And I consider our church to be a refuge for any who might have come from such a place. In the name of Jesus, we receive your anger;
We stand with you as you claim your status as a loved child of God;
We offer a place where the welcome is wide and the love is real;
In the name of Jesus, we embrace you as family as we remind each other that the loving God seeks your healing and wellness, and that this can be a place of trust and protection.
We don’t need more harmful religion that masquerades as the genuine article, whether they come from snake-handling ministers, controlling and obsessive parents, so called religious experts in the news or politicians who use scripture to back up their intolerance and bigotry. We’ve had enough of all of that.
You might be interested in one study by Phil Zukerman, which showed that “the least religious societies tend to be the most peaceful, prosperous and equitable, where people tend to flourish, while decreasing both desperation and economic gluttony.” The study found that:
1. Religion promotes tribalism. It divides people rather than uniting them.
2. Religion endorses some of the very worst human impulses: a sense of superiority, racism, misogyny and war making.
3. Religion practices self deception and ignores practical and scientific truths (like telling people that poisonous snakes can’t hurt them.)
4. Religion redirects morality to arbitrary religious rules. So parents, for example, forced to choose between righteousness and love, kick queer teens out into the street, or moral pundits see no problem endorsing laws that would force women into illegal and dangerous abortions, or laws that divide immigrant families while ignoring the rule of law, sending these same families back into places where their very lives are threatened.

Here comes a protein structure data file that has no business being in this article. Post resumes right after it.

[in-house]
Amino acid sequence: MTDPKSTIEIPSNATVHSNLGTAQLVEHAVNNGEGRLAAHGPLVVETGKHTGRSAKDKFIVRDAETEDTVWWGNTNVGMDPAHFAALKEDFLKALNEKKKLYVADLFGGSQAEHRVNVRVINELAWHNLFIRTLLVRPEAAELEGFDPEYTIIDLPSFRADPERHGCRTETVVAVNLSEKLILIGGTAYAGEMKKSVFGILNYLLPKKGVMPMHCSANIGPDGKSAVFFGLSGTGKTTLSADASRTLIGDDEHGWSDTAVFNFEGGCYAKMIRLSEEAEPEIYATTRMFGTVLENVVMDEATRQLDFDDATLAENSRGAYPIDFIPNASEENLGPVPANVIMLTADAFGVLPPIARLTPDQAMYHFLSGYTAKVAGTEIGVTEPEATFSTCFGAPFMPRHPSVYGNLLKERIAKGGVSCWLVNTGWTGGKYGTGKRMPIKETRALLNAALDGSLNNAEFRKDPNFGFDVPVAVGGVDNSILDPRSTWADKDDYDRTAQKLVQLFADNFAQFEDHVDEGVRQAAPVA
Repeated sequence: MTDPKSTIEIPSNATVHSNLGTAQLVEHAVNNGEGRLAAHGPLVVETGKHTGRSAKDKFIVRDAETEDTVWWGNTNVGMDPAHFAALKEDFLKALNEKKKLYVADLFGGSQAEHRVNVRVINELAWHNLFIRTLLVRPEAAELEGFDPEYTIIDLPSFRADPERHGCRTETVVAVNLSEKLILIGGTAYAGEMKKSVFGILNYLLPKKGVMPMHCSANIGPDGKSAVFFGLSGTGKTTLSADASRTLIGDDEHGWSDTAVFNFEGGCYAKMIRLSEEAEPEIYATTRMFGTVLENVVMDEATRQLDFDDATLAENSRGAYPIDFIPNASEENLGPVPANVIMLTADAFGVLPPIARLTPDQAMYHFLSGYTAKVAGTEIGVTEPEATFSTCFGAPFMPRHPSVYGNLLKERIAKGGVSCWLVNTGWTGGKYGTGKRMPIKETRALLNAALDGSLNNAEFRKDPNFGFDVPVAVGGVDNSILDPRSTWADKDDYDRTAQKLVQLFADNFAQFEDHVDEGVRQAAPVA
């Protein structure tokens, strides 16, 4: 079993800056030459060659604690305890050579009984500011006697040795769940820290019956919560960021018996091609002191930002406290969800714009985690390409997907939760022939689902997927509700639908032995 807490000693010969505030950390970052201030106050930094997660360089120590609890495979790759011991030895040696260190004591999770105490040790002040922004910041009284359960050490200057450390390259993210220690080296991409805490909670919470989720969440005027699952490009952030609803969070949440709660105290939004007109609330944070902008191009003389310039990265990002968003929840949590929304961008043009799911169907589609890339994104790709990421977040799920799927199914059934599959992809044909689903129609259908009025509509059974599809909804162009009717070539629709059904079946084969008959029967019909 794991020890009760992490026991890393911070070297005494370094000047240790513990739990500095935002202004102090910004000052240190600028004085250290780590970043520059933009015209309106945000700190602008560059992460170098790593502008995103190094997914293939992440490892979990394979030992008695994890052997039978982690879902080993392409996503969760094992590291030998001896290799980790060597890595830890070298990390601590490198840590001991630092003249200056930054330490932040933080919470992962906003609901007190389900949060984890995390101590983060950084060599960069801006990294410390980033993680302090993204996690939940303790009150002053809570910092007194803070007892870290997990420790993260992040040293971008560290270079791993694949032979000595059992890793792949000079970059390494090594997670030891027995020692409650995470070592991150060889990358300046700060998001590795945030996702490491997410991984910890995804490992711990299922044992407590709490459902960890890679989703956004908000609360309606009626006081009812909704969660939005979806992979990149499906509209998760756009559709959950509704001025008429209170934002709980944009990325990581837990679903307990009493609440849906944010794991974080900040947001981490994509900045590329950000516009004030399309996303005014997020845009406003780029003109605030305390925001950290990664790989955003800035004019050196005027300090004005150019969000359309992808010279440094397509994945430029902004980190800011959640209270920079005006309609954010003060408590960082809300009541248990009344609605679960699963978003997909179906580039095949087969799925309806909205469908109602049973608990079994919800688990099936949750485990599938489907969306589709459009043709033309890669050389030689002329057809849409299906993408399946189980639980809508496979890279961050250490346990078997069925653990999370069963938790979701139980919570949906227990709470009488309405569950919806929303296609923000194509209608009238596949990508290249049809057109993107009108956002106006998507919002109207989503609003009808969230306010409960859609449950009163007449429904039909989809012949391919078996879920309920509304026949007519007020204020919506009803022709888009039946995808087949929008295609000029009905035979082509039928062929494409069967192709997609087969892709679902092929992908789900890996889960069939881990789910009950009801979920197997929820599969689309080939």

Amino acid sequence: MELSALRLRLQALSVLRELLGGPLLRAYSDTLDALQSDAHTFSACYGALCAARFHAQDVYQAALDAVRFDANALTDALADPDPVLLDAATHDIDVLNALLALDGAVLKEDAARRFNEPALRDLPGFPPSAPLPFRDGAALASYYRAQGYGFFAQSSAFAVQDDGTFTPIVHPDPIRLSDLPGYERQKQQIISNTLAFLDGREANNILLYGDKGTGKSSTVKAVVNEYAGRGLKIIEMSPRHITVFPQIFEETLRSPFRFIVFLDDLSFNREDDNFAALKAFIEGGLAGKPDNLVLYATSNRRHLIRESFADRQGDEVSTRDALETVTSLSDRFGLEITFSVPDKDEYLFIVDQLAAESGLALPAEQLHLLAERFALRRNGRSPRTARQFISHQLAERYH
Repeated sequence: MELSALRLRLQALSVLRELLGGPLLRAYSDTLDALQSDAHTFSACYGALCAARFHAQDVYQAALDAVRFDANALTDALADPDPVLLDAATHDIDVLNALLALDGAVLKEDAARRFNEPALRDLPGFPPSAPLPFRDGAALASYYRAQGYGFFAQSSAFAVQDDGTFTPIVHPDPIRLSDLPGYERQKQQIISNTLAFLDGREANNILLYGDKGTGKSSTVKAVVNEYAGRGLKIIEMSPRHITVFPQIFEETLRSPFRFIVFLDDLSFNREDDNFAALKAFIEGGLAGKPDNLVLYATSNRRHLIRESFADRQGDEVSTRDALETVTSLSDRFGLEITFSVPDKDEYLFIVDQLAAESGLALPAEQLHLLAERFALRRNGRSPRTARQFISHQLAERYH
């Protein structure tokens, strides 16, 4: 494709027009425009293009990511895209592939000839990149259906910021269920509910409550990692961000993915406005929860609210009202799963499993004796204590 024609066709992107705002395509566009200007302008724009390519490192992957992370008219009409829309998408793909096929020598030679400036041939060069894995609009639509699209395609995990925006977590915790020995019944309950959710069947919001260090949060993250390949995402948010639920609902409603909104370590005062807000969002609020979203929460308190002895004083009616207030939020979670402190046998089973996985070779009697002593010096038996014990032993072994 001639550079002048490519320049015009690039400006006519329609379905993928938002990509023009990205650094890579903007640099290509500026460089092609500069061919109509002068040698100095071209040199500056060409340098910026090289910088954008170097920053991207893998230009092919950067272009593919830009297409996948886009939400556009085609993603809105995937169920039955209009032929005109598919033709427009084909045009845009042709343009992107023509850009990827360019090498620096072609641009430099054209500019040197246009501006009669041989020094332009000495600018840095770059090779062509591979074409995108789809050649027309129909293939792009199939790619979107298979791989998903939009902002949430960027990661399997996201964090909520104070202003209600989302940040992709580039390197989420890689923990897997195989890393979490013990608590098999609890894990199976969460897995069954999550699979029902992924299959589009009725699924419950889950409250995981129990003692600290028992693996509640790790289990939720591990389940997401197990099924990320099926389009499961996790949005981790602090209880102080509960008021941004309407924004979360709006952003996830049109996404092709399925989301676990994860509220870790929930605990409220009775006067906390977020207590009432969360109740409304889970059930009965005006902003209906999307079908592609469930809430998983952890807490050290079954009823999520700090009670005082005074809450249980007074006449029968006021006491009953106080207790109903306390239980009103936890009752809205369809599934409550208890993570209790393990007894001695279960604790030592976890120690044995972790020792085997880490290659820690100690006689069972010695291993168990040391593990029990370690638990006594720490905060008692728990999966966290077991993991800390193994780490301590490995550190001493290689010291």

5. Religion seeks and wields power and wealth for the purpose of self-perpetuation, even when it harms society at large.
I agree with all of that. But the thing is, so did Jesus. Right? He’s the one who said it first. The bible says, “A new commandment I give you, that you love…consider others better than yourselves…let the children come to me, for theirs is the Kingdom of Heaven…do not judge…welcome the sojourner and the alien…love God and love one another – the rest is all commentary.
The ancient prophet Micah says, “What does the Lord require of you but to do justice, love kindness and walk humbly with your God.” That’s good.
He wasn’t the only one who protested against counterfeit, superstitious and harmful religion. Mingling truth with error. The snake handling religion of his day. The outward form of empty religion. Acts of devotion that are self-glorifying; the claim to be religious without the stuff of faith; religion which uses the sacred texts for the purpose of exploitation, domination and an excuse for xenophobia, racism, sexism, unquestioned patriotism and violence. Time after time in history the church has become, itself, a spoke in the wheel of injustice.
That’s not the church I’m looking for. That’s not the church we intend to be. What do we stand for? Find our Vision Statement in the bulletin. Let’s read it together:
We create a Christian community, called by Christ to be inclusive, caring and peace-minded.
We affirm that people of any race, ethnic identity, gender identity, sexual orientation, ability, age, economic status, faith tradition, or life situation are welcome in our congregation.
We believe in compassionate service, stewardship of creation, respect for diversity and nonviolent reconciliation for differences among all people, nations and faith traditions.
We claim no creed but the New Testament, as exemplified by the life of Christ. We strive to follow the way of Jesus.
Through these efforts, we seek to grow ever closer to the mind and heart of God.

We can’t afford to major in the minors. We have too much to do as the people of God to mess around with handling snakes. Especially these days. There are matters of justice, acts of kindness and service to a broken world, ministries of humble care for those who are enslaved to the systemic evils of the Empire.
And that’s all I know about snake handling.